The Year in Music: Top Albums 

There was a lot of bicuspid-gnashing and phalange-wringing this year as people tried to figure out some way forward from the whole sue-the-pants-off-Grandma or all-music-should-be-free dichotomy. It's so confusing when the people who steal the most music also buy the most. Or something like that. One thing that almost everyone could agree on, though, is that people who need to make music will keep making music, whether as singles only or in those archaic groupings called albums. Lucky for us, Nashville gave us some fine examples of the latter.

Chelsea Crowell, Chelsea Crowell
Chelsea Crowell's songwriting roots run deep on either side of her family tree, but she's not one to let her legacy define her. Her recent self-titled release features as much dark folk influence as it does country music, with instrumentation that brings to mind Nick Cave just as readily as Townes Van Zandt or Gram Parsons. What's more, the girl knows how to write a wistful lyric or two. As far as debuts go, this one certainly shows a lot of promise. D. PATRICK RODGERS

Destroy Destroy Destroy, Battle Sluts
The past 12 months proved tumultuous for Destroy Destroy Destroy. Personnel shifts limited their ability to put a substantial push behind their second full-length, Battle Sluts, which, after a warm reception, kinda fell by the wayside. That's too bad, because power metal mixed with thrash and a splash of Viking lore totally kills. The record is filled with hoisted goblets, slain demons and just the right amount of tongue-in-cheekery for a set that, while not particularly groundbreaking or trailblazing, is fun as hell. MATT SULLIVAN

The Kindergarten Circus, The Kindergarten Circus
There are very few new ideas in garage rock, and that's OK—in fact, it's awesome, especially when we can still have albums like The Kindergarten Circus. This trio of young Murfreesboroans has put out a collection of high-speed, aggressive riffs reminiscent of The Clutters, classic Black Keys and early White Stripes (complete with brutally repetitive slide guitar on songs like "General Sam"). The album's sound is energetic and powerful, with buzzsaw guitars and appropriately heavy bass. EMILY BARTLETT HINES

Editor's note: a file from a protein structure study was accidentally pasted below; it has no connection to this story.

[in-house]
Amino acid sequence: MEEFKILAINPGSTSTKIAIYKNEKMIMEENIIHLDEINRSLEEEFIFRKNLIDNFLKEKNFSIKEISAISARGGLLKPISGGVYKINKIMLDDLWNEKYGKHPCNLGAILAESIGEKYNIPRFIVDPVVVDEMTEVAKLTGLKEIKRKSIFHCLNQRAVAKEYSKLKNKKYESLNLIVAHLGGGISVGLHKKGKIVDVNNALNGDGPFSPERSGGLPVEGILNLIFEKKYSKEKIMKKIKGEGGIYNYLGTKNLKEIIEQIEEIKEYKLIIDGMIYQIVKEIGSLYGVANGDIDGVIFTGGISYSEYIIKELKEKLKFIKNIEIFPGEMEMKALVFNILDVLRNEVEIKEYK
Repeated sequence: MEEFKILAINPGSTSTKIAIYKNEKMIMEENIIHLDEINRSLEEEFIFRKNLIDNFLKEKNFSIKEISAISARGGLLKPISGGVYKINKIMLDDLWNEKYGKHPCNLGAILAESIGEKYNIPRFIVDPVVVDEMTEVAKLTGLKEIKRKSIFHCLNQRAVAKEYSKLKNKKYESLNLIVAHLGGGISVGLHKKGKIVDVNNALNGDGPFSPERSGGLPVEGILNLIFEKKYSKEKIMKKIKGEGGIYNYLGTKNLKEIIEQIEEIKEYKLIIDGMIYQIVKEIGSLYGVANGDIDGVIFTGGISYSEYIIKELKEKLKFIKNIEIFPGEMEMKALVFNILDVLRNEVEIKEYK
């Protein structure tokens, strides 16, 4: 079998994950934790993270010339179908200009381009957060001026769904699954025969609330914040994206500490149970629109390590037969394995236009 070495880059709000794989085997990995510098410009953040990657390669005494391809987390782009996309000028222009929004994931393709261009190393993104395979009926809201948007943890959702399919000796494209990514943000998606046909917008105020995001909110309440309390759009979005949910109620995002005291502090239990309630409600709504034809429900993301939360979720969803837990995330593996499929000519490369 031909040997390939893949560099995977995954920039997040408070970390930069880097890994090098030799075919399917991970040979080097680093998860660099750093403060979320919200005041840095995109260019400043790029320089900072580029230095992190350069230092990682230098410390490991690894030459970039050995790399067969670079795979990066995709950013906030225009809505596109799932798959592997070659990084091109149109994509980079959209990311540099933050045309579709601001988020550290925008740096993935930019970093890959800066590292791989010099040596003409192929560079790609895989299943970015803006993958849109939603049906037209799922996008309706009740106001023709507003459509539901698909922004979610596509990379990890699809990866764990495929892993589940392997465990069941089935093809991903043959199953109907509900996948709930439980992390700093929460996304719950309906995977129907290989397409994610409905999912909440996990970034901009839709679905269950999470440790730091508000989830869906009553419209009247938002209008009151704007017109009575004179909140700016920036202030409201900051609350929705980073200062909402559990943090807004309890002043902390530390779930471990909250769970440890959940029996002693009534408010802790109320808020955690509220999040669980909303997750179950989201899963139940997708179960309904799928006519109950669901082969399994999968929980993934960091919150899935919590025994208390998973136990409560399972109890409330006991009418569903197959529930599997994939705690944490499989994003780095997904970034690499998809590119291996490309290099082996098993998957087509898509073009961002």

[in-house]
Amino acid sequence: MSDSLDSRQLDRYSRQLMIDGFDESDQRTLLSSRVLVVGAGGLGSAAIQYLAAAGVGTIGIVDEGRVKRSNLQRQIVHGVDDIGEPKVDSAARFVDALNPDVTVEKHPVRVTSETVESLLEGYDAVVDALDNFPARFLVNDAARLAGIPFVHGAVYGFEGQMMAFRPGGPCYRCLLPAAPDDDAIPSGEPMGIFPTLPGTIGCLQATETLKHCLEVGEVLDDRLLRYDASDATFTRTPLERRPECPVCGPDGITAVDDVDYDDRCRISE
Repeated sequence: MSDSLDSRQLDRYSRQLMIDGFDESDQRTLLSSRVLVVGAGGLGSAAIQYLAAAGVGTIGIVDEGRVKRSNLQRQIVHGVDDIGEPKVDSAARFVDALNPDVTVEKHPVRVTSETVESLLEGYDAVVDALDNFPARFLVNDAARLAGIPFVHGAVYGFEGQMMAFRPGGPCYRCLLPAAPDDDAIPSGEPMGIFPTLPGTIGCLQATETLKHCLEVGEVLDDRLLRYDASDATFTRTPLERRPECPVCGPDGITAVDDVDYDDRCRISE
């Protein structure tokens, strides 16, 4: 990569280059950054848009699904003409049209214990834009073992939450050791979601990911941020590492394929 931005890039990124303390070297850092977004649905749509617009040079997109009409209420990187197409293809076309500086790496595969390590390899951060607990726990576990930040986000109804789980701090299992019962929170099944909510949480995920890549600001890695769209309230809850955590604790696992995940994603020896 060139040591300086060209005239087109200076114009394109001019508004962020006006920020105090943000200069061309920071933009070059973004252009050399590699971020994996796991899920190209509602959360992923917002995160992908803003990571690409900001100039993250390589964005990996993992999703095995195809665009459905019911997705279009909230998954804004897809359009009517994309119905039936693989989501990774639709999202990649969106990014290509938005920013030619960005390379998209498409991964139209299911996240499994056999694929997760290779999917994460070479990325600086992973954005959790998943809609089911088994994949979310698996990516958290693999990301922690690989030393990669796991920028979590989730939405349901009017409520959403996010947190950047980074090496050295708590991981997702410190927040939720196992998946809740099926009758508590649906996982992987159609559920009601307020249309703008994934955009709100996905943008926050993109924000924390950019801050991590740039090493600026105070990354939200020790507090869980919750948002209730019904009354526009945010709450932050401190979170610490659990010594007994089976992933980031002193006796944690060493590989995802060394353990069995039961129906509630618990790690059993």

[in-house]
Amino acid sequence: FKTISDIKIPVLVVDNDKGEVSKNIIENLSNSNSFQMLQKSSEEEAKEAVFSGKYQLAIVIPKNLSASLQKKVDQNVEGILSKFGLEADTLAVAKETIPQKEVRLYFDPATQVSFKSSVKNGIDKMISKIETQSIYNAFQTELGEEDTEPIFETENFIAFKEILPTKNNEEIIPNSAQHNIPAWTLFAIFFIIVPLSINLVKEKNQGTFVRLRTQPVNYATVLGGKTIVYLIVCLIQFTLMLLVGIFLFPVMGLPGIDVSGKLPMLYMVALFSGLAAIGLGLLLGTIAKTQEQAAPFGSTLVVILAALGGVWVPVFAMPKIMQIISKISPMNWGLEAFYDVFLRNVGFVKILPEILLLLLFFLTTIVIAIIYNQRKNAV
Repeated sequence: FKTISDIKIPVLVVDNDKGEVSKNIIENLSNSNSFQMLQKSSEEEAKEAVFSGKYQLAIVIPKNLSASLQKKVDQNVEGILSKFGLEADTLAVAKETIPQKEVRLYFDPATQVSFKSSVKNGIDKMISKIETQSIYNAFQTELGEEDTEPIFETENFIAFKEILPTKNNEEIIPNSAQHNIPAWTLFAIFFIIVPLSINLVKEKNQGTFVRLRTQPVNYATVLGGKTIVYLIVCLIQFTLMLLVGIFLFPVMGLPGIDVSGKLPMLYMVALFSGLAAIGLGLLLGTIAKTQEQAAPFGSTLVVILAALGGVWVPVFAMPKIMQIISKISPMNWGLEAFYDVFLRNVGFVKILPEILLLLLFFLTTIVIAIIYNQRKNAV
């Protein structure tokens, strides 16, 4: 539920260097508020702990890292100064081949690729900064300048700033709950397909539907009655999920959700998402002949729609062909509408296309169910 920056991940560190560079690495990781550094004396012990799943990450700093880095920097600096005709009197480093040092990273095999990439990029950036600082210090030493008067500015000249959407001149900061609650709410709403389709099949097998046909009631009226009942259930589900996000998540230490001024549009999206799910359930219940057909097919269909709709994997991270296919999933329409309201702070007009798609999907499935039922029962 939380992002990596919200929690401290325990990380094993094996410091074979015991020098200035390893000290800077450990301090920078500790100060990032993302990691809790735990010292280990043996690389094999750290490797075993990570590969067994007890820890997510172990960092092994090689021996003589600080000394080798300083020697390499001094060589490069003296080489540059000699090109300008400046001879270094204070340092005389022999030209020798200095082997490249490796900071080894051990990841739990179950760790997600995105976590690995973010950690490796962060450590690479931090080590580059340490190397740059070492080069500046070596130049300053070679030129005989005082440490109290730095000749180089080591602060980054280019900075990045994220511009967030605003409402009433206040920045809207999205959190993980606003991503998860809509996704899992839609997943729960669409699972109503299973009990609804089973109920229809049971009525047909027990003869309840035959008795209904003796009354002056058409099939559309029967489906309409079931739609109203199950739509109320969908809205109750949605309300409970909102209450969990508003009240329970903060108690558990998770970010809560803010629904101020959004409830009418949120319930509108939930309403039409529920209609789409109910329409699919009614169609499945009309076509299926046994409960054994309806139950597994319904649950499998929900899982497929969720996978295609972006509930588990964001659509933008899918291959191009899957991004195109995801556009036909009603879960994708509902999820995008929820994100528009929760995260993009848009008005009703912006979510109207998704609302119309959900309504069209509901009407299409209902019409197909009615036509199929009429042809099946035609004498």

JEFF the Brotherhood, Heavy Days
Sure, we spill a lot of ink over fraternal psych-punkers JEFF the Brotherhood, but consistency warrants consistent coverage, and this fall's Heavy Days showed us that there's no shortage of compelling material in the Orrall camp. While Heavy Days still features the sludgy, heavy guitar tones and three-chord charisma the boys honed on the house-show circuit, it also displays newfound vocal-melody-centric writing, varied instrumentation and New-Wave influence. Whether or not the brothers Orrall ever capture the sheer madness of their live performances on wax, Heavy Days proved they know how to evolve, and we're happy to take the "Mind Ride" with them. D. PATRICK RODGERS

Turbo Fruits, Echo Kid
The brainchild of former Be Your Own Pet guitarist Jonas Stein, Turbo Fruits are the most exciting project to rise from the ashes of the star-crossed teen-punk ensemble's breakup. Anyone familiar with the band's explosive live show knows their potential to make a great record, and on Echo Kid it pays off in spades.They've got a bitchin' set of freewheelin' stoner-punk anthems like "Mama's Mad Cos I Fried My Brain" and "On the Road", a rhythm section ( or two, or three, or...) with the muscle to propel forward with breakneck brutality, and enough snot-nosed bravado to sell them hard. ADAM GOLD